Using the POPIT Model in Business Analysis: A Guide

Kenneth Gray

Introduction to the POPIT Model

The POPIT model provides a holistic view of an organisation, ensuring that all significant factors are considered during analysis. It highlights the interconnectedness of these elements and how a change in one area can have repercussions in others.


1. People

People are the backbone of any organisation, from frontline staff to top-tier executives.

Usage for Business Analysts (BAs): BAs use this to understand employee skills, motivations, the recruitment process, culture, performance objectives, and communication.

Strategy Analysis: This involves determining whether employees possess the skills and knowledge necessary to execute the strategic vision of the organisation.

Gap Analysis: BAs can identify areas where training or hiring may be required. For example, if a new digital effort is planned, will there be sufficient staff who are familiar with the required technology?


2. Organisation

The organisation component examines the business's structural setup, including its management structure, job roles, policies, culture, values and governance.

Usage for BA: BAs investigate the structural dynamics of the organisation, determining how different departments interact and whether the current organisational structure promotes growth and efficiency.

Strategy Analysis: Does the organisation's structure support the shared values within the organisation? are theses shared values explicit and communicated? Does the management approach align with the values and strategy of the organisation? do job roles need to be changed or merged?

Gap Analysis: BAs can identify weaknesses such as communication bottlenecks, redundant layers, and areas within the organisation where there may be a lack of cross-functional collaboration.

3. Process

Process includes all of the tasks, processes, business events, business rules and procedures used in day-to-day activities.

Usage for BAs:  BAs map out current (as is) and future (to be) processes with models. They then look for inefficiencies or areas of improvement such as merging two job roles into one or new business rules applied to a task.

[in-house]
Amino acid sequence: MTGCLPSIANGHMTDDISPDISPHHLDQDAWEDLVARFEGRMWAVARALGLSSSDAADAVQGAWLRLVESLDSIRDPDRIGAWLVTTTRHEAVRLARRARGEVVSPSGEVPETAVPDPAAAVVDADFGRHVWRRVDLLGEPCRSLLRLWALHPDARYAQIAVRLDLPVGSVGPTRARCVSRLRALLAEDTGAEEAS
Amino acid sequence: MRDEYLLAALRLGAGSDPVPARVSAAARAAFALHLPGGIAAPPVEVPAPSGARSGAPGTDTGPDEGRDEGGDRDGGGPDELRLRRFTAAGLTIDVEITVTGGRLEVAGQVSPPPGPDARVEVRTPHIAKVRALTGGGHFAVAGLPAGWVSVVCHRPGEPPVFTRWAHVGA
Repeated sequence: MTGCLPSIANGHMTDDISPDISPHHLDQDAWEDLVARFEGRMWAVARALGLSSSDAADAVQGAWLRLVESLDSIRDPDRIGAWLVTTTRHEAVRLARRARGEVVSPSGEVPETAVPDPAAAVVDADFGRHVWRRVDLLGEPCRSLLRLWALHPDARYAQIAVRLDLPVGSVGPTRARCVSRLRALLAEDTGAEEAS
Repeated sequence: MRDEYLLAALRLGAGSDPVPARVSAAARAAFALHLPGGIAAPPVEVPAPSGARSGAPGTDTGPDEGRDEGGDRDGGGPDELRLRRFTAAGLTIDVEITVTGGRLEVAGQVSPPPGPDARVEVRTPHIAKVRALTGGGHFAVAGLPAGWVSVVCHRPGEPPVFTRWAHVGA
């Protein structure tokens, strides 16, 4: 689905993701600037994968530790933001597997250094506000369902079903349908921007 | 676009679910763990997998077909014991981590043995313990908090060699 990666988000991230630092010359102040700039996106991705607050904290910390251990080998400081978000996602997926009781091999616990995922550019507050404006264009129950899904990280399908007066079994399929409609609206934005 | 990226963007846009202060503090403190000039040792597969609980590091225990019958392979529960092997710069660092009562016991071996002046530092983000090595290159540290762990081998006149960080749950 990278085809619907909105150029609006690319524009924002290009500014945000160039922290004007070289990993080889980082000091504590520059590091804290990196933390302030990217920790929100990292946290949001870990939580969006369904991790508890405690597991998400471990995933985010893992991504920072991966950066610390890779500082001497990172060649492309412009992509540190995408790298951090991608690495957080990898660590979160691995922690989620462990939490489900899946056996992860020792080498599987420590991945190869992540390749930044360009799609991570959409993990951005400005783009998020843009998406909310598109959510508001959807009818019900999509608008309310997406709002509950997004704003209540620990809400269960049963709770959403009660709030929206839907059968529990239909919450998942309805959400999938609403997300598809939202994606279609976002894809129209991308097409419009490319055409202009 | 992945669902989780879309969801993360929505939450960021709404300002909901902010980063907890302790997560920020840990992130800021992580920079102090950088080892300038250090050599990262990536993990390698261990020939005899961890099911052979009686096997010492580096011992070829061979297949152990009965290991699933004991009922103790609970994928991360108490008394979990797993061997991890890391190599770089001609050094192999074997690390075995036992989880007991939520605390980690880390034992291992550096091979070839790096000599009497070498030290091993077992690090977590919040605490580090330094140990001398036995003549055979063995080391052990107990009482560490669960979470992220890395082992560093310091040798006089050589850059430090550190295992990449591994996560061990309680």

Strategy Analysis: Processes should align with the strategic direction of the organisation. BAs assess whether organisations are adaptable and efficient enough to meet strategic objectives.

Gap Analysis: This involves identifying overly complicated steps within tasks or processes, seeing and challenging redundant business rules and checking for areas that lack standardisation.


4. Information

The Information component examines how data is collected, stored, accessed, and utilised for decision-making.

Usage for BAs: BAs examine data flow, information systems, and frameworks for decision-making.

Strategy Analysis: Is the organisation effectively utilising its data to make informed strategic decisions? what information is needed to to carry out the business processes? What information requirements are needed to be fulfilled by the IT system?  Are there any insights being overlooked? 

Gap Analysis: BAs need to identify the functional and non-functional requirements. They will also need to identify areas where data is segregated, underutilised, or where access to vital information is lacking.


5. Technology

Technology covers the infrastructures, networks, systems, software, and hardware that support and enable business operations.

Usage for BAs: BAs assess the technological landscape, ensuring it aligns with business needs and is future-proofed against upcoming trends.

Strategy Analysis: Does the technology infrastructure support the strategic vision of the company? are there existing technological advancements that could provide a competitive advantage?

Gap Analysis: BAs need to identify the functional and non-functional requirements. This could reveal out-of-date software,  areas lacking integration, or possible security flaws.


The POPIT Model's Business Analysis Value

The POPIT model stands out due to its comprehensive nature:

A Holistic View: Instead of analysing each component separately, BAs gain a 360-degree perspective, providing for a more integrated understanding of potential repercussions and dependencies.

Strategy Alignment: It helps to ensure that every area of the organisation is aligned with the strategic vision.  

Gap Analysis: By dividing an organisation into these five essential areas, business analysts can identify its strengths and weaknesses more systematically and provide actionable insights.



In essence, the POPIT model is more than a framework; it is a prism through which business analysts can view an organisation to ensure that no stone is left unturned. As businesses expand and evolve, it becomes more important than ever to ensure that all of these components align. The POPIT model provides BAs with a road map for navigating this complexity, fostering alignment, and identifying areas of opportunity.